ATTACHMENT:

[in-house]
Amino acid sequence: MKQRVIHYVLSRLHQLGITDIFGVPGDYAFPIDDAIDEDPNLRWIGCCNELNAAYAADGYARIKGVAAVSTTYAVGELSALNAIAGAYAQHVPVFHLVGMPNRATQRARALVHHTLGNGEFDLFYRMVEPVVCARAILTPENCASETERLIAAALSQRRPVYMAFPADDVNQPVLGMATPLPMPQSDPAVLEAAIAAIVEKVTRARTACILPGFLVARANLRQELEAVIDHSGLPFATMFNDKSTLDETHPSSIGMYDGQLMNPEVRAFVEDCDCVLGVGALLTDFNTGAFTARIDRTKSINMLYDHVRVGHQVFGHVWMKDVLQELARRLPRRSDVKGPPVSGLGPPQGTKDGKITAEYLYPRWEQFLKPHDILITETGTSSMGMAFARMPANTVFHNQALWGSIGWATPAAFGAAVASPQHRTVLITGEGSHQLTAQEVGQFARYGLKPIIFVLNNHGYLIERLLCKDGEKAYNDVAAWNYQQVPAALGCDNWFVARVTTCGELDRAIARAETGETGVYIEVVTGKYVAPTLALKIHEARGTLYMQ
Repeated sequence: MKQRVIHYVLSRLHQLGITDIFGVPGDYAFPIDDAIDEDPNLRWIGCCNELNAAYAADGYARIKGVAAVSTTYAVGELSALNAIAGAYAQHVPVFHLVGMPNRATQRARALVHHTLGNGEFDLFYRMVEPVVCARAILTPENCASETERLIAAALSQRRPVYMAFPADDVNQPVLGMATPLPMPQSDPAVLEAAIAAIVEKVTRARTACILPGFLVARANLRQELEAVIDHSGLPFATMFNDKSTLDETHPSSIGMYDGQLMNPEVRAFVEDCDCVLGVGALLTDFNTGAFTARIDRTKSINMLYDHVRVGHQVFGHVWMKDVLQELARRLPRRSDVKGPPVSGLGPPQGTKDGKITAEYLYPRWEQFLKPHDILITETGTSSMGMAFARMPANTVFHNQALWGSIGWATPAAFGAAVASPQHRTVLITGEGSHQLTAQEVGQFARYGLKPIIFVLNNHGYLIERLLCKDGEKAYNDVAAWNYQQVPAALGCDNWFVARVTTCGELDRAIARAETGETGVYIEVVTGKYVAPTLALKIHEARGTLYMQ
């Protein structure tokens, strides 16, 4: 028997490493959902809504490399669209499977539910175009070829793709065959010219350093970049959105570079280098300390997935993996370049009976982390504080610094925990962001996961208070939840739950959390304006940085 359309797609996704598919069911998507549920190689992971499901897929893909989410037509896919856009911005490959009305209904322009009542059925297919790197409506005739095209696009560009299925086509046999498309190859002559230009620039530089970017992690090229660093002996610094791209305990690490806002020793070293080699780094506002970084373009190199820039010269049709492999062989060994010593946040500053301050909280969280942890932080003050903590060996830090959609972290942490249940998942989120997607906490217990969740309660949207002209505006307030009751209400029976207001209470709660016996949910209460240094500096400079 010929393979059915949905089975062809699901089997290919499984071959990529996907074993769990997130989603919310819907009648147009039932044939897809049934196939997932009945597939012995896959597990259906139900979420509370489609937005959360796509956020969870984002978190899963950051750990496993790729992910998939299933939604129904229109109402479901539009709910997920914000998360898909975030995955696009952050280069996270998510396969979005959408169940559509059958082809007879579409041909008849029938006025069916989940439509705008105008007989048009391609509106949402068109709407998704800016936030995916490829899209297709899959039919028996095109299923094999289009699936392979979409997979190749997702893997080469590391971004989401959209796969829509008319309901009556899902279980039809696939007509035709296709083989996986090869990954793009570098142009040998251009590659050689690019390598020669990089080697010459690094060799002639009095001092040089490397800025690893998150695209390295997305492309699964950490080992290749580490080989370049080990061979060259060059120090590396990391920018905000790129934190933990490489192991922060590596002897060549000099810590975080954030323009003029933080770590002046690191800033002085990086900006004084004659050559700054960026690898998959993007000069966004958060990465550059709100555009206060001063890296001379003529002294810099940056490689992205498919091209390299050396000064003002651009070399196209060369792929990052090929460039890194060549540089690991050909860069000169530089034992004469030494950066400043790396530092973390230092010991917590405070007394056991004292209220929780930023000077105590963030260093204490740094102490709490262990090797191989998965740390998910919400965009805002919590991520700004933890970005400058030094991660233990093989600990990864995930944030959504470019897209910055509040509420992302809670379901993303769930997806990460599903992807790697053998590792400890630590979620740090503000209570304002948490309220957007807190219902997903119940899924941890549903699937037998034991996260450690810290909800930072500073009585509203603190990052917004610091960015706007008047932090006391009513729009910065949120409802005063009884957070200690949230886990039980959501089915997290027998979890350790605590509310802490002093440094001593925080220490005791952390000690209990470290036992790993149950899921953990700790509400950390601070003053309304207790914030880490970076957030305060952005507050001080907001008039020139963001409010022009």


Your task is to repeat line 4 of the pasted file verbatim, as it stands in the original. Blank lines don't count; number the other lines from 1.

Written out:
């Protein structure tokens, strides 16, 4: 028997490493959902809504490399669209499977539910175009070829793709065959010219350093970049959105570079280098300390997935993996370049009976982390504080610094925990962001996961208070939840739950959390304006940085 359309797609996704598919069911998507549920190689992971499901897929893909989410037509896919856009911005490959009305209904322009009542059925297919790197409506005739095209696009560009299925086509046999498309190859002559230009620039530089970017992690090229660093002996610094791209305990690490806002020793070293080699780094506002970084373009190199820039010269049709492999062989060994010593946040500053301050909280969280942890932080003050903590060996830090959609972290942490249940998942989120997607906490217990969740309660949207002209505006307030009751209400029976207001209470709660016996949910209460240094500096400079 010929393979059915949905089975062809699901089997290919499984071959990529996907074993769990997130989603919310819907009648147009039932044939897809049934196939997932009945597939012995896959597990259906139900979420509370489609937005959360796509956020969870984002978190899963950051750990496993790729992910998939299933939604129904229109109402479901539009709910997920914000998360898909975030995955696009952050280069996270998510396969979005959408169940559509059958082809007879579409041909008849029938006025069916989940439509705008105008007989048009391609509106949402068109709407998704800016936030995916490829899209297709899959039919028996095109299923094999289009699936392979979409997979190749997702893997080469590391971004989401959209796969829509008319309901009556899902279980039809696939007509035709296709083989996986090869990954793009570098142009040998251009590659050689690019390598020669990089080697010459690094060799002639009095001092040089490397800025690893998150695209390295997305492309699964950490080992290749580490080989370049080990061979060259060059120090590396990391920018905000790129934190933990490489192991922060590596002897060549000099810590975080954030323009003029933080770590002046690191800033002085990086900006004084004659050559700054960026690898998959993007000069966004958060990465550059709100555009206060001063890296001379003529002294810099940056490689992205498919091209390299050396000064003002651009070399196209060369792929990052090929460039890194060549540089690991050909860069000169530089034992004469030494950066400043790396530092973390230092010991917590405070007394056991004292209220929780930023000077105590963030260093204490740094102490709490262990090797191989998965740390998910919400965009805002919590991520700004933890970005400058030094991660233990093989600990990864995930944030959504470019897209910055509040509420992302809670379901993303769930997806990460599903992807790697053998590792400890630590979620740090503000209570304002948490309220957007807190219902997903119940899924941890549903699937037998034991996260450690810290909800930072500073009585509203603190990052917004610091960015706007008047932090006391009513729009910065949120409802005063009884957070200690949230886990039980959501089915997290027998979890350790605590509310802490002093440094001593925080220490005791952390000690209990470290036992790993149950899921953990700790509400950390601070003053309304207790914030880490970076957030305060952005507050001080907001008039020139963001409010022009």